When it comes to saving money, people often opt for fixed deposits (FD), considering them to be risk-free. The security of having money in the bank is apparently a significant factor and with FDs, it is highly unlikely that you will lose your money. However, with other factors at play, notably inflation and taxes, do FDs provide more bang for your buck?
Let us take a closer look at this phenomenon. You invest Rs. 10,000 in an FD for five years at an interest rate of 7.5% compounded every quarter (Most Indian banks offer 7-7.5%). After five years, the maturity value is 14,499 rupees. However, with an inflation rate of 5.8%, the purchasing power of 10,000 rupees has fallen. The interest on FDs are also taxable, the more one invests in FDs, the more tax one has to pay (on the returns). However, FDs give fixed rate of interest, and mutual fund schemes do not guarantee returns. With rising inflation, a fixed interest rate can seriously undermine the value of long-term investments.
In the case of Mutual Funds (MF), the scenario is a wee bit different. Although MFs are affected by market volatility and do have a level of risk depending on the portfolio, they seem like better options. During positive market conditions; MFs have the potential to earn high returns whereas FD rates are unaffected. Concerning risk; equity mutual funds carry high market risk, and debt mutual funds carry lower market risk than equity. Thus, an investor can design his portfolio based on his risk appetite, or even diversify to manage risks better. Besides, MFs are managed by professional fund managers, who do their best not only to protect investments but also to grow it.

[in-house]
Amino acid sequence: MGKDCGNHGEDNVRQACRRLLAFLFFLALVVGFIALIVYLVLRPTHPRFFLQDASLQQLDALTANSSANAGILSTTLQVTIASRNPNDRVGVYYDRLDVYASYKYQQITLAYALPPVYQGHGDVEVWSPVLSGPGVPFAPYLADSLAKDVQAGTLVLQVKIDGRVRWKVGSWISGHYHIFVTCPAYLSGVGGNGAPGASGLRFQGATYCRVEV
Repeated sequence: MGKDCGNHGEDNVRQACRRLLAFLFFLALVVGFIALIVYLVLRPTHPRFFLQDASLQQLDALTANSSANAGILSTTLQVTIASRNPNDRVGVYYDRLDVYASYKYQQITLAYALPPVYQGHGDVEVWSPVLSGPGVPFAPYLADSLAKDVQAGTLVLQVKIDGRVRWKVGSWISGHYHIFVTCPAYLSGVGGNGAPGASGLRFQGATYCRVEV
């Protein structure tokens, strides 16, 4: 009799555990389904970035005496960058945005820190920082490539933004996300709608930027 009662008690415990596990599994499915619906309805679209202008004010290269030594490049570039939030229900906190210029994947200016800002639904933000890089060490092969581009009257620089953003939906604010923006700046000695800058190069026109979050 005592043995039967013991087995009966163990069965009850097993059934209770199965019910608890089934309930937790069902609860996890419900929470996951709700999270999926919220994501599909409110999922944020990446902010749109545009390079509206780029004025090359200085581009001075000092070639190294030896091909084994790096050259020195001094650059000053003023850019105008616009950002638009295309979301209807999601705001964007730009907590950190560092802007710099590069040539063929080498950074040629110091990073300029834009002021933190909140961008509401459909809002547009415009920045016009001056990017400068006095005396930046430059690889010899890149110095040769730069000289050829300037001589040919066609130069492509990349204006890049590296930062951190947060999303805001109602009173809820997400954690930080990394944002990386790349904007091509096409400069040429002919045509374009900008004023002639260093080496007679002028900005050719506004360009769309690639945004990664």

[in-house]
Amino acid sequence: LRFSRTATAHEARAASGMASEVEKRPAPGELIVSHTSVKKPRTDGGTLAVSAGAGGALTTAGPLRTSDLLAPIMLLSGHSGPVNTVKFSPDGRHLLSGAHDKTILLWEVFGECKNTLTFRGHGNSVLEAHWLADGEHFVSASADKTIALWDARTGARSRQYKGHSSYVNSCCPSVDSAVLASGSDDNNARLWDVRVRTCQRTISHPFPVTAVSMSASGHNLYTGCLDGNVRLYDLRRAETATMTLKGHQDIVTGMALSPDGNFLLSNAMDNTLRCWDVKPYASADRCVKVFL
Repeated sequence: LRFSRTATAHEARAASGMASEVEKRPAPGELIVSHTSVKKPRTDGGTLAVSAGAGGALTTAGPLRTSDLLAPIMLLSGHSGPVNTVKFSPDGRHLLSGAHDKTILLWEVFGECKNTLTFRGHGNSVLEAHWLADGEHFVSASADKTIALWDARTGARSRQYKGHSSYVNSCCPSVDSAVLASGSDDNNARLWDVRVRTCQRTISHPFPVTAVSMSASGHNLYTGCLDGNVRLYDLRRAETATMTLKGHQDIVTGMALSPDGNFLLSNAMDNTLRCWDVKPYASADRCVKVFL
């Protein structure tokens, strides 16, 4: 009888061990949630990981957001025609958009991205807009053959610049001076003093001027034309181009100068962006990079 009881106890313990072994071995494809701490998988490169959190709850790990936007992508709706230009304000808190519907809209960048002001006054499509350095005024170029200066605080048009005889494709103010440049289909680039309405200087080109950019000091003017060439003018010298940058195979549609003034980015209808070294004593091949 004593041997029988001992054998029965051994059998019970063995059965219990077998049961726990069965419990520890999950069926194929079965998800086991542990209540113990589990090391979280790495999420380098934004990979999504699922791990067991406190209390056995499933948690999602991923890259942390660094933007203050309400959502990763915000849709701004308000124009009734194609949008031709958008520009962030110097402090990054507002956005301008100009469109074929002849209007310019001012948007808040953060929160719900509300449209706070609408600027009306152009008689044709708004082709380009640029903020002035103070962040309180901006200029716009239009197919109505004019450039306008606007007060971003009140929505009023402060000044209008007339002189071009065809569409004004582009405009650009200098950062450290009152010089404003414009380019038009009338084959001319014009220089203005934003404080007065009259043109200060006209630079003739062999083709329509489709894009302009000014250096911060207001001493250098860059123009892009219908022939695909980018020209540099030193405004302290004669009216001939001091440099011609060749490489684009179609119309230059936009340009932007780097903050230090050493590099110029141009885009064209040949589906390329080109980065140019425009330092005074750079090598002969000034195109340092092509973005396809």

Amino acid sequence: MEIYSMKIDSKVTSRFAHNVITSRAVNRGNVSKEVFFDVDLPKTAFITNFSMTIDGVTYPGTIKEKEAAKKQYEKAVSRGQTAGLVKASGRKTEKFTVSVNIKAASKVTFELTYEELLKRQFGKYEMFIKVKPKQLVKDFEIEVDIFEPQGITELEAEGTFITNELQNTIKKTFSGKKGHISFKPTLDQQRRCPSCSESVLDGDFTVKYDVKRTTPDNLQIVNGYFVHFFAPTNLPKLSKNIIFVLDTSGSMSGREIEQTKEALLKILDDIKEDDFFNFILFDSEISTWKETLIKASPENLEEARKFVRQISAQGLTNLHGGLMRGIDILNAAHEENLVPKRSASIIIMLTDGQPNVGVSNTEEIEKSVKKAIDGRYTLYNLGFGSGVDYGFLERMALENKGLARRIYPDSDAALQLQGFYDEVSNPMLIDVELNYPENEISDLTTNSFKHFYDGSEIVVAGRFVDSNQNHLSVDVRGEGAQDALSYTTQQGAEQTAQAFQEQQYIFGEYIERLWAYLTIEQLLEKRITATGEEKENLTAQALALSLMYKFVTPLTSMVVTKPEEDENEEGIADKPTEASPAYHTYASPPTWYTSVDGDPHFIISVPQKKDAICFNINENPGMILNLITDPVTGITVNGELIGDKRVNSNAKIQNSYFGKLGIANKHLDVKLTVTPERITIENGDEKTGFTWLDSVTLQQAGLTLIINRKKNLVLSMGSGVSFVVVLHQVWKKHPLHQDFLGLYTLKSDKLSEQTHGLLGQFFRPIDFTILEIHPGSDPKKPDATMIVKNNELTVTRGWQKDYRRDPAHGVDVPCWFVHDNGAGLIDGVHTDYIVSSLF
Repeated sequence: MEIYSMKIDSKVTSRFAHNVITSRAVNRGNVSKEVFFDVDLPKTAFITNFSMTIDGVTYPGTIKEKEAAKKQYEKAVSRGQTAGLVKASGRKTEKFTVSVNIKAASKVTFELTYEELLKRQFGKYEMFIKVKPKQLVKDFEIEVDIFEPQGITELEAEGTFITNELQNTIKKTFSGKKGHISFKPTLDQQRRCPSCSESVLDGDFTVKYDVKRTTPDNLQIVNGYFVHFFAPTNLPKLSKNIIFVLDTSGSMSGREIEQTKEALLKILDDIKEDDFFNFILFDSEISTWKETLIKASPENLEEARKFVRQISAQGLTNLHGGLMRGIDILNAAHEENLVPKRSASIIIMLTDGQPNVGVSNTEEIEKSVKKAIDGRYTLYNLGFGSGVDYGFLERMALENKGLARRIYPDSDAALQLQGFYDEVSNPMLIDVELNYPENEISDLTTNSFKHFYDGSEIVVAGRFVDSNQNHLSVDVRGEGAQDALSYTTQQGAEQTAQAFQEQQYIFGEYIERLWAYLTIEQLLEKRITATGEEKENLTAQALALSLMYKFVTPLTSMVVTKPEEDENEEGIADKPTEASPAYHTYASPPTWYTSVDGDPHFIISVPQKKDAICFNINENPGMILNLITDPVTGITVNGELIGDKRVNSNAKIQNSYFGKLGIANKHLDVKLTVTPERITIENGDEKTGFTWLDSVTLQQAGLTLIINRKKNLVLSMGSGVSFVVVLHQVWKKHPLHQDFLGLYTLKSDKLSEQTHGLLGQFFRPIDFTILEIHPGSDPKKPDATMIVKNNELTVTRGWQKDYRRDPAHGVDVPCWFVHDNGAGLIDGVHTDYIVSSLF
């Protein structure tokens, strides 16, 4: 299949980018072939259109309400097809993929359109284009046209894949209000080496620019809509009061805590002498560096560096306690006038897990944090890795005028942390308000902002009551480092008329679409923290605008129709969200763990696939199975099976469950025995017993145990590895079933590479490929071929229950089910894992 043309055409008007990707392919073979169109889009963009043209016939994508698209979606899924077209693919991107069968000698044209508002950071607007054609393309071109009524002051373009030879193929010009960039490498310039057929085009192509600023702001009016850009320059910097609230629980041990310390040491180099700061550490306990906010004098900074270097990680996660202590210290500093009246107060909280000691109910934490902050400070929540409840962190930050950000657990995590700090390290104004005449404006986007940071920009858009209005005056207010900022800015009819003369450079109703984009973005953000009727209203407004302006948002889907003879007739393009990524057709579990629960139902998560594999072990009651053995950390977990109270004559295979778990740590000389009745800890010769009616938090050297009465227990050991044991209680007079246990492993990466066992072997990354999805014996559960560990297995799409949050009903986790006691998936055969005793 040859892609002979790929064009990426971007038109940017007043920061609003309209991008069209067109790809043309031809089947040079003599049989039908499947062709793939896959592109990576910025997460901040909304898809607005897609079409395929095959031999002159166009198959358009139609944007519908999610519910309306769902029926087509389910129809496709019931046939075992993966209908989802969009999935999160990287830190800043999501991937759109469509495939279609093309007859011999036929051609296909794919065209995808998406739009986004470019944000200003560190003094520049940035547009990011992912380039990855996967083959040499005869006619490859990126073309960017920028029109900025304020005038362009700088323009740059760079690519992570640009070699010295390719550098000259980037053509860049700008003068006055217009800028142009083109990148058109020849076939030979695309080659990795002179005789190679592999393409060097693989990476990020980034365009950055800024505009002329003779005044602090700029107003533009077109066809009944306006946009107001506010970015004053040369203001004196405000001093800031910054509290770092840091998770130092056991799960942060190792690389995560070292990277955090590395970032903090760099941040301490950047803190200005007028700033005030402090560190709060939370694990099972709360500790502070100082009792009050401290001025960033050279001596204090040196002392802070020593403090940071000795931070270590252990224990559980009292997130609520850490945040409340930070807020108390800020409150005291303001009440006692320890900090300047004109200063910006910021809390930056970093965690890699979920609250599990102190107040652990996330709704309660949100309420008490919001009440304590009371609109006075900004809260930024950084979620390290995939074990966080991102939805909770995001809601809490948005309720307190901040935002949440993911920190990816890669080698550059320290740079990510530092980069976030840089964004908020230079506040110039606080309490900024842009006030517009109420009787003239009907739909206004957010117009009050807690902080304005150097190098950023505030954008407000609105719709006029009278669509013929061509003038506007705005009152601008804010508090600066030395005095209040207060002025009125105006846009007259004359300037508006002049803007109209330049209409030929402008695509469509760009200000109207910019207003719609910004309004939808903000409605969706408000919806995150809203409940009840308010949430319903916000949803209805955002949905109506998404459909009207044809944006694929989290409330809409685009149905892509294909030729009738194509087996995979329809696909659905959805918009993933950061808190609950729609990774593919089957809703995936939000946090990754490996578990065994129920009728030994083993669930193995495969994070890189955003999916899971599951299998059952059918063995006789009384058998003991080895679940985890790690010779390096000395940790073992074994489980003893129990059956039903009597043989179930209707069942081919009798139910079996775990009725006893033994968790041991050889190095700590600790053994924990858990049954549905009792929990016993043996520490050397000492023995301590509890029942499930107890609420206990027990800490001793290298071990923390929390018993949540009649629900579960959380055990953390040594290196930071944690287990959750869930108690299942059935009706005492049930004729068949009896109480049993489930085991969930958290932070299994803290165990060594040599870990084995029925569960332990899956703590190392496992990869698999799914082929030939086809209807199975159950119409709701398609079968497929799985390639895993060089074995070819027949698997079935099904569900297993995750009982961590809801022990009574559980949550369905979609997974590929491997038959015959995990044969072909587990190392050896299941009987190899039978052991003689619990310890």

Meanwhile, as the name suggests, FDs have a fixed period and have little liquidity till the tenure of the deposit ends. If you withdraw money from your FD prematurely, most banks will impose a penalty on the final amount.
In the case of MFs, most of them offer high liquidity on the condition that the minimum holding period has passed and subject to lock-in period as applicable. If the investment is withdrawn within a short duration (under a year), an exit load may be charged. Some MF schemes allow withdrawals at any given point of time, without any exit load or extra charges.
A crucial factor to be considered before choosing between FDs and MFs should be the tax status. When it comes to FDs, the tax levied is at the maximum rate depending on your current tax slab, irrespective of the tenure of the fixed deposit. On the other hand, the tax status of MFs depends on its category. Equity funds held for long term (more than a year) are not taxable. Short term equity funds are taxable at 15%. Long-term debt fund gains are taxable at 20% with indexation, and 10% without indexation and short-term capital gains are taxable according to investor’s tax slab. Hence, we can say that MFs are tax friendly compared to FDs. Especially gains on long-term equity funds, which are not taxable at all.
In the end, the decision to invest between an FD and an MF is based on the risk capacity and the horizon of the individual. When the economy is booming, MFs can give great returns, and when the markets are volatile, they can provide a secure platform that can help grow your money in the days to come.
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